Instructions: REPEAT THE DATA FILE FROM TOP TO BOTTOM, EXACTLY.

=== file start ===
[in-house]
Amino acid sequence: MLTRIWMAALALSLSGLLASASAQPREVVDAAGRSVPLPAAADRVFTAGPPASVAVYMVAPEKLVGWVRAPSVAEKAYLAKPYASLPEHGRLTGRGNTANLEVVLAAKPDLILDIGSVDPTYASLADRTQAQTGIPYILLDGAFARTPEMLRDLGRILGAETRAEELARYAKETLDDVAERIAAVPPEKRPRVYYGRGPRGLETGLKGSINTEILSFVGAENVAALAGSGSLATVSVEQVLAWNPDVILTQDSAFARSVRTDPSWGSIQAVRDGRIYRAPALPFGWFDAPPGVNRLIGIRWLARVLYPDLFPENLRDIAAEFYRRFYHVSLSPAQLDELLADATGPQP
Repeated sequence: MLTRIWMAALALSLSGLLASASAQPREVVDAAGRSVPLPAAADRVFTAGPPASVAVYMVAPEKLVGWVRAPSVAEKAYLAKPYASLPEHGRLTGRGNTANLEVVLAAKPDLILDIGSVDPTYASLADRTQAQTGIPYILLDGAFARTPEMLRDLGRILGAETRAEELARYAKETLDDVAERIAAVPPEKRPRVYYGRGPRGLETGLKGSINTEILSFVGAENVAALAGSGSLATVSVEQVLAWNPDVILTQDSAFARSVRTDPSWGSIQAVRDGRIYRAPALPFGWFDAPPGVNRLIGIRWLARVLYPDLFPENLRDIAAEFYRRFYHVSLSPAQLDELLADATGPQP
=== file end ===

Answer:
[in-house]
Amino acid sequence: MLTRIWMAALALSLSGLLASASAQPREVVDAAGRSVPLPAAADRVFTAGPPASVAVYMVAPEKLVGWVRAPSVAEKAYLAKPYASLPEHGRLTGRGNTANLEVVLAAKPDLILDIGSVDPTYASLADRTQAQTGIPYILLDGAFARTPEMLRDLGRILGAETRAEELARYAKETLDDVAERIAAVPPEKRPRVYYGRGPRGLETGLKGSINTEILSFVGAENVAALAGSGSLATVSVEQVLAWNPDVILTQDSAFARSVRTDPSWGSIQAVRDGRIYRAPALPFGWFDAPPGVNRLIGIRWLARVLYPDLFPENLRDIAAEFYRRFYHVSLSPAQLDELLADATGPQP
Repeated sequence: MLTRIWMAALALSLSGLLASASAQPREVVDAAGRSVPLPAAADRVFTAGPPASVAVYMVAPEKLVGWVRAPSVAEKAYLAKPYASLPEHGRLTGRGNTANLEVVLAAKPDLILDIGSVDPTYASLADRTQAQTGIPYILLDGAFARTPEMLRDLGRILGAETRAEELARYAKETLDDVAERIAAVPPEKRPRVYYGRGPRGLETGLKGSINTEILSFVGAENVAALAGSGSLATVSVEQVLAWNPDVILTQDSAFARSVRTDPSWGSIQAVRDGRIYRAPALPFGWFDAPPGVNRLIGIRWLARVLYPDLFPENLRDIAAEFYRRFYHVSLSPAQLDELLADATGPQP